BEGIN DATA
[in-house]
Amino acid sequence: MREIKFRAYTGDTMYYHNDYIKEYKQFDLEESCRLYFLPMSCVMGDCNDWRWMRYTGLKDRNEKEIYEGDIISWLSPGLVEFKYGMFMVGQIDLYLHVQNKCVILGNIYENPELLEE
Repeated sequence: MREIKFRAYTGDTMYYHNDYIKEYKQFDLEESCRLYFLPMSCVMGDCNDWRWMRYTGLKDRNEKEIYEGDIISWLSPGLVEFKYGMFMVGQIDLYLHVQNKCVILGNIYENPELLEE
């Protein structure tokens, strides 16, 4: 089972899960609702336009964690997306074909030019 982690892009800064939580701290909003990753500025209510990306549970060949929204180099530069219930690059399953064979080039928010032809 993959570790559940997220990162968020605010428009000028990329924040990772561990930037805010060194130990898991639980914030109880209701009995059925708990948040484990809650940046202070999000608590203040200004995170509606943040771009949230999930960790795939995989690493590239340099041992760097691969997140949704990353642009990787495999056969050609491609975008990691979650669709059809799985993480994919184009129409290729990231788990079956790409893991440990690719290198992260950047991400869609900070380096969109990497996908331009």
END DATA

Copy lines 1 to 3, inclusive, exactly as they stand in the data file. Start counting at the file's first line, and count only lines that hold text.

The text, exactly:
[in-house]
Amino acid sequence: MREIKFRAYTGDTMYYHNDYIKEYKQFDLEESCRLYFLPMSCVMGDCNDWRWMRYTGLKDRNEKEIYEGDIISWLSPGLVEFKYGMFMVGQIDLYLHVQNKCVILGNIYENPELLEE
Repeated sequence: MREIKFRAYTGDTMYYHNDYIKEYKQFDLEESCRLYFLPMSCVMGDCNDWRWMRYTGLKDRNEKEIYEGDIISWLSPGLVEFKYGMFMVGQIDLYLHVQNKCVILGNIYENPELLEE